• News in Review

    Compound Can Seal Scleral Injuries—Reversibly

    Download PDF

    Researchers at the University of Southern California (USC) hope the unique characteristics of their novel copolymer will solve an ophthalmic dilemma posed by combat- and mass-casualty–related ocular traumas. That is, scleral perforations sometimes must be left open for hours or even days before they can be repaired.

    Thermoresponsive. The scientists chose a hydrophilic copolymer that was known to be thermoresponsive.1 This property makes the material suitable for temporarily closing open-globe wounds without further damaging the tissue, particularly when resources, facilities, or time are limited.

    The researchers found that military ophthalmologists and other clinicians were able to rapidly and reversibly occlude scleral perforations in animal eyes with the compound, which is a polymeric combination of N-isopro­pylacrylamide and butylacrylate—also called poly(NIPAM-co-BA), or N95BA5.

    “We [have tailored] its thermo­responsive behavior and mechanical strength to create a hydrogel that shape-fills upon injection at a wound site, adapting to irregular margins and sealing traumatic injuries. The thermo­sensitive behavior allows the sealant … to be easily removed by the application of cold water,” the authors wrote.

    Temporary Closure

    TEMPORARY CLOSURE. (Left) An ocular surgeon attempting to seal a large (~ 2 cm) full-thickness scleral laceration in a cannulated porcine eye using the ocular sealant and its associated customized injector tool designed by the team from USC. (Right) The same eye photographed 5 minutes later, with the sealant fixed in place and capable of maintaining IOP generated by the saline infusion cannula.

    Material properties. Coauthor John J. Whalen, PhD, at USC’s Roski Eye In­stitute in Los Angeles, said that N95BA5 has the following properties:

    • It exists as a viscous, translucent hydrophilic fluid at below 14 degrees Celsius (C). They designed a special double-walled (jacketed) syringe, capa­ble of cooling the hydrogel on demand to below 10 degrees C for 10 minutes.
    • It transitions to a more hydropho­bic, opaque, sticky soft-solid state when body heat raises the temperature above 30 degrees C. This closes the wound and alleviates hypotony. (The solidifi­cation process takes approximately 5 minutes.)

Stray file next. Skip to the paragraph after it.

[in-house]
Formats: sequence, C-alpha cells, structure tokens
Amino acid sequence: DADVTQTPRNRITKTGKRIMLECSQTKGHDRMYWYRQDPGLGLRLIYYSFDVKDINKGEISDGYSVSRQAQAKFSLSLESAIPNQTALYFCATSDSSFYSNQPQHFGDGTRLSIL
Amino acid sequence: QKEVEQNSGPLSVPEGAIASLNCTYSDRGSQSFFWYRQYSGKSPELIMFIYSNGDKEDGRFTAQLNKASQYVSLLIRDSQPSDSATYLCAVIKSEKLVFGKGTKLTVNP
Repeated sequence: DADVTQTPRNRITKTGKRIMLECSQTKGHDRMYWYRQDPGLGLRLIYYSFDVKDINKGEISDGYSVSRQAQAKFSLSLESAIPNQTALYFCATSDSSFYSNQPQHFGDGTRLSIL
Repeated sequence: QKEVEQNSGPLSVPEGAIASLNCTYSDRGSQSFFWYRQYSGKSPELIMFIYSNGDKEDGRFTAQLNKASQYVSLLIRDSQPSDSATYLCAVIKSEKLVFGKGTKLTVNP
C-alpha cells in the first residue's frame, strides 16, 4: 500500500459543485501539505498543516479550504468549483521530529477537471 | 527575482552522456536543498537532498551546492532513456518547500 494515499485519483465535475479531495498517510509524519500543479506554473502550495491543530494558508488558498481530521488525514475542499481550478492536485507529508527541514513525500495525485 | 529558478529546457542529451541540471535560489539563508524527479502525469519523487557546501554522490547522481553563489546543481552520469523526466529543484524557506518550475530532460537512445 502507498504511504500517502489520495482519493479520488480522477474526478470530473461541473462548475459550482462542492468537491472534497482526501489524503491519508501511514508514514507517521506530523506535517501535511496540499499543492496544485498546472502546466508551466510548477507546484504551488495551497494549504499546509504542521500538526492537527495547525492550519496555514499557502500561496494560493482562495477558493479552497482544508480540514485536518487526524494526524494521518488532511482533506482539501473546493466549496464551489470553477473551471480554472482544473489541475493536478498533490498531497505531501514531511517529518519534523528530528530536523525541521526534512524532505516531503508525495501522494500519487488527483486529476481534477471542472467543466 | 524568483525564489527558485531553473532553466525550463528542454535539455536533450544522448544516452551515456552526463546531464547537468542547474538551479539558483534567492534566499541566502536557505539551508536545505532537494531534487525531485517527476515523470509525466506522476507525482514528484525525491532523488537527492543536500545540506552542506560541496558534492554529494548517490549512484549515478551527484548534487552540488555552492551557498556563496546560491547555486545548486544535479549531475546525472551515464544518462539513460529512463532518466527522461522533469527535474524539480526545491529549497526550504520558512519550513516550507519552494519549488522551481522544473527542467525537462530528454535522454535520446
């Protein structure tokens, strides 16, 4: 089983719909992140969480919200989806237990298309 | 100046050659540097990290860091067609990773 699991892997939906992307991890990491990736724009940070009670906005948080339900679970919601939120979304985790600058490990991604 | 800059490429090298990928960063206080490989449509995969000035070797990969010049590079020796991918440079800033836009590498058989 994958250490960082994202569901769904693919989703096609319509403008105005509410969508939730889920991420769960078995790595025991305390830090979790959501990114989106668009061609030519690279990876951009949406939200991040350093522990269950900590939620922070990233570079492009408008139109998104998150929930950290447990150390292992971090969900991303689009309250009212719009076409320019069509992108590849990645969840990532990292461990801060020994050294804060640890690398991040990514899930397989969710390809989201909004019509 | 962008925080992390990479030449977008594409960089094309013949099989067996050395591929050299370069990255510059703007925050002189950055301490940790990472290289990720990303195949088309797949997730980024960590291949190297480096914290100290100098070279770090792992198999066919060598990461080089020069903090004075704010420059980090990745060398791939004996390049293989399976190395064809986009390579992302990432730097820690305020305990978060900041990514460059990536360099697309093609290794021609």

• It returns to the liquid state when rehydrated with cold (< 10 degrees C) water, at which time the fluid can be aspirated away.

    Early results. During in vivo testing in animals, the eyes showed some early signs of inflammation, which disappeared by 24 hours, the authors reported. There was no evidence of neurotoxicity, no retinal tissue deg­radation, and no significant chronic inflammatory response to sustained exposure (30 days).

    Potential applications. Delayed treatment for open-globe injuries has added importance today because of traumatic eye injuries from explosions in war zones and in mass-casualty events, such as the Boston Marathon bombing. In the former scenario, scleral perforations are left open while patients are airlifted to a hospital, sometimes thousands of miles away. In the latter, care for more critically injured patients might take precedence over open-globe injuries, Dr. Whalen said.

    Dr. Whalen, who is a bioengineer­ing materials specialist on the USC research team that conducted research supporting the Argus II retinal implant (Second Sight), said the group origi­nally investigated hydrogel polymers to reversibly adhere the Argus II to the retina. But serendipity pointed them to open-globe injuries instead.

    “We couldn’t quite get this com­pound to work with the Argus. But when we saw that the Army was looking for temporary treatments for ocular trauma, we wondered if our adhesive could do the trick—and, from the first bench-top experiment, we had success,” Dr. Whalen said.

    —Linda Roach


    1 Bayat N et al. Sci Transl Med. 2017;9(419). doi: 10.1126/scitranslmed.aan.3879.


    Relevant financial disclosures—Dr. Whalen: None.

    For full disclosures and the disclosure key, see below.

    Full Financial Disclosures

    Dr. Adrean  Allergan: C,S; Genentech: C,S; Ohr Pharmaceuticals: C,S; Ophthotech: C,S; Regeneron: C,S; SciFluor Life Sciences: C,S.

    Dr. Fieß  None.

    Dr. Medeiros  Alcon: C; Allergan: C; Bausch + Lomb: S; Carl Zeiss: C,S; Heidelberg Engineering: C,S; Merck: S; NIH: S; Novartis: C; Sensimed: S; Topcon: S; Reichert: C,S.

    Dr. Whalen  None.

    Disclosure Category



    Consultant/Advisor C Consultant fee, paid advisory boards, or fees for attending a meeting.
    Employee E Employed by a commercial company.
    Speakers bureau L Lecture fees or honoraria, travel fees or reimbursements when speaking at the invitation of a commercial company.
    Equity owner O Equity ownership/stock options in publicly or privately traded firms, excluding mutual funds.
    Patents/Royalty P Patents and/or royalties for intellectual property.
    Grant support S Grant support or other financial support to the investigator from all sources, including research support from government agencies (e.g., NIH), foundations, device manufacturers, and/or pharmaceutical companies.


    More from this month’s News in Review